First Nations group wants Corrections Minister Christine Tell to resign

The Congress of Aboriginals Peoples (CAP) is calling on the resignation of Saskatchewan’s Minister of Corrections, Policing and Public Safety Christine Tell.

More than 100 inmates at Saskatoon Correctional Centre have tested positive for COVID-19.

“Minister Tell has fumbled the ball in her role as minster responsible to Saskatchewan correctional facilities,” said National Vice-Chief Kim Beaudin. “This requires leadership with a level of foresight and compassion that is lacking in her public response to COVID-19.”

The CAP is also calling on the federal government to intervene in Saskatchewan’s provincial jail system. They want all non-violent inmates to be released immediately. They also want testing of all inmates and staff and measures to ensure infected inmates are given separate living quarters from other inmates.

“Our people are now facing a death sentence in Saskatoon Correctional Centre due to Covid-19,” said Beaudin. “These are lives being intentionally put at risk, and is nothing short of a genocidal, colonialist policy.”

Saskatchewan’s Minister of Corrections, Policing and Public Safety department was contacted for comment on the situation at the Saskatoon Correctional Centre but have not responded.

Earlier this week protesters – concerned for their loved ones inside – picketed in front of the Saskatoon Correctional Centre.

A group of Saskatchewan lawyers sent a letter Tuesday to Tell calling for the release of non-violent, low-risk inmates who are elderly and have compromised immune systems.

CUPE 1949, the union that represents 130 lawyers and legal staff at Legal Aid Saskatchewan, says the outbreak at Saskatoon Correctional Centre shows the volatility of the situation.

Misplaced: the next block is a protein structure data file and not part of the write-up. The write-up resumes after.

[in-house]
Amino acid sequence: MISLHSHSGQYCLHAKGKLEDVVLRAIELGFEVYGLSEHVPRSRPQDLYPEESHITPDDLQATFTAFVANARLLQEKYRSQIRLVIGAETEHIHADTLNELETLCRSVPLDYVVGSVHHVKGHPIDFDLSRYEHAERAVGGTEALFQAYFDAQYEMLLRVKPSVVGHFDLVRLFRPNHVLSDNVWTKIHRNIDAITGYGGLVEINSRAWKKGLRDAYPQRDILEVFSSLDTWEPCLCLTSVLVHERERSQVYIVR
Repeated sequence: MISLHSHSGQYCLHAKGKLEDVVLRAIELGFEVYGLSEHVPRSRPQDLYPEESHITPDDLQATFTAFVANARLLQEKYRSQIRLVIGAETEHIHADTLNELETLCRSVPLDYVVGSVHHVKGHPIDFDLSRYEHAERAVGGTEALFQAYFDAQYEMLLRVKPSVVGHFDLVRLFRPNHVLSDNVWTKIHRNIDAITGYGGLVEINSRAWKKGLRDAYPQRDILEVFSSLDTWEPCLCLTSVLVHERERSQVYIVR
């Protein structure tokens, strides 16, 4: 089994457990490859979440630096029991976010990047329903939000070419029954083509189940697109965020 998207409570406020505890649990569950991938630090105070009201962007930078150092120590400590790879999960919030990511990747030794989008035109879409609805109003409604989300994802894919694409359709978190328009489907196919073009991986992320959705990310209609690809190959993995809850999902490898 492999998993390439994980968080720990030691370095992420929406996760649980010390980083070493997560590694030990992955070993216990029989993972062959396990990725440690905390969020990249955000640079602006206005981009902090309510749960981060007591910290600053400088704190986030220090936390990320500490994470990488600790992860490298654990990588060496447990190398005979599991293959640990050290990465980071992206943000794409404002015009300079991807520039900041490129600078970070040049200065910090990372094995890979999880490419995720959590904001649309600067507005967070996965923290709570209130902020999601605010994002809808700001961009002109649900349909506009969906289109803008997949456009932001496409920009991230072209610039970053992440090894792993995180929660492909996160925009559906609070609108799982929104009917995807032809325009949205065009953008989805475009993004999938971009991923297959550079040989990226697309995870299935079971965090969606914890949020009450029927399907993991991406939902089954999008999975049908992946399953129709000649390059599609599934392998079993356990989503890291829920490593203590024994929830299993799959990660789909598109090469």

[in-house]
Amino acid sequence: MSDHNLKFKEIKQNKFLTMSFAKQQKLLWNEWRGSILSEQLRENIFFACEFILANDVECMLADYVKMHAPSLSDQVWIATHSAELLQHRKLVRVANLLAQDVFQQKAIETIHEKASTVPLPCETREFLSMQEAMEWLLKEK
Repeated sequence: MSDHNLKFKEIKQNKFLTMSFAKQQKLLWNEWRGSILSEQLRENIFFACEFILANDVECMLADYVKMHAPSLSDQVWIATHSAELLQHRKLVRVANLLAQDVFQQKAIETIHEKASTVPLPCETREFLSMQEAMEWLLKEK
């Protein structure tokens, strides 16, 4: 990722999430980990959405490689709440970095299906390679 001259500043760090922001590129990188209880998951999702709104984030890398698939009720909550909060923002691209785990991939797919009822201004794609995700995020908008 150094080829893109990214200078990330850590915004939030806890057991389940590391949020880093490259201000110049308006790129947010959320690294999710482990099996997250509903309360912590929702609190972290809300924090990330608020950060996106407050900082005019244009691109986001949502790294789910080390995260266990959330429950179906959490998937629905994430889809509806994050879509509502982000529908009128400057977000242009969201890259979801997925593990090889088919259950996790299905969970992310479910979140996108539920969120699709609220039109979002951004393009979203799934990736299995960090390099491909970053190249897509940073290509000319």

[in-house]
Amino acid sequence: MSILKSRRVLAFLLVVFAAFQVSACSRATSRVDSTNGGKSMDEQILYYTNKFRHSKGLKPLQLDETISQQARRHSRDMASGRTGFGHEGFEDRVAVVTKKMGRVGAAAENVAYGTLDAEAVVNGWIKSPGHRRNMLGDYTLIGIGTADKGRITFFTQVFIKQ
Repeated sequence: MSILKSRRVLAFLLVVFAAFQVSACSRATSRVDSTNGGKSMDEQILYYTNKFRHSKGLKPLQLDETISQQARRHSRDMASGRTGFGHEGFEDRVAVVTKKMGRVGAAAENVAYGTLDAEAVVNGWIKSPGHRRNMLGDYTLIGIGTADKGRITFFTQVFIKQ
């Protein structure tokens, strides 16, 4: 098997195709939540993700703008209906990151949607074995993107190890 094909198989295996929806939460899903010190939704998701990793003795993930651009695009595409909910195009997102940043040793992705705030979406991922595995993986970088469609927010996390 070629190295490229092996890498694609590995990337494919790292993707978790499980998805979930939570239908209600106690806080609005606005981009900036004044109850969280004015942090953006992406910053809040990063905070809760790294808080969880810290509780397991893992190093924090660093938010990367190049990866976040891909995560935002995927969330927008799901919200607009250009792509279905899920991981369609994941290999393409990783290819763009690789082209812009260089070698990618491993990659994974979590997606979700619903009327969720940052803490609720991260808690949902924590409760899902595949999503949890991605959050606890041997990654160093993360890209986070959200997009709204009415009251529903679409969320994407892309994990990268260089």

“Our jails are overcrowded with vulnerable people who have virtually no means of protecting themselves,” said Julia Quigley, President of CUPE 1949.

“Once the virus gets in, our clients are at an incredible risk.”

Quigley said the majority of inmates in Saskatchewan are on remand, meaning they haven’t been convicted of any crime.

“In essence, these inmates have a bull’s eye on their backs, and yet they are legally innocent,” said Quigley.

She said that Saskatchewan remands people at twice the national average and the majority of inmates in Saskatchewan prisons are Indigenous and medically vulnerable to COVID-19.

“This virus doesn’t discriminate, but the criminal justice system does. Our Indigenous clients will bear the brunt of the Saskatoon outbreak, and any other outbreaks if we don’t contain it.”

“We cleared the jails effectively in the first wave, without any discernible risk to the public. We need to do it again, now,” added Quigley.

Noel Busse, director of communications for Saskatchewan Ministry of Justice/Corrections and Policing, however, told the News-Optimist in July that no prisoners were released early from Saskatchewan jails during the COVID-19 pandemic.

“No sentenced offenders have been released early as a result of COVID-19,” Busse said about the first wave of COVID-19 pandemic that hit the province.

In March, the Saskatchewan Ministry of Corrections and Policing put in measures to decrease the risk of COVID-19 spread. They used existing infrastructure and program space in correctional facilities to create additional separation between offenders and staff. They also restricted the movement and placement of offenders within a facility, and provided personal protective equipment to corrections staff and offenders.

COVID-19 also prompted the province’s Crown prosecutors to rethink remanding some defendants who were charged but not yet convicted. Some non-violent inmates held on remand in Saskatchewan’s jails were released while waiting for trial.

Saskatoon Correctional Centre is a provincial jail run by the province of Saskatchewan.

As of Dec. 4 there are no COVID-19 positive cases in the federal penitentiaries in the province, such as the Saskatchewan Penitentiary in Prince Albert, the Regional Psychiatric Centre in Saskatoon, Okimaw Ohci Healing Lodge, and Willow Cree Healing Lodge.

(Lisa Joy-Canadian Press)

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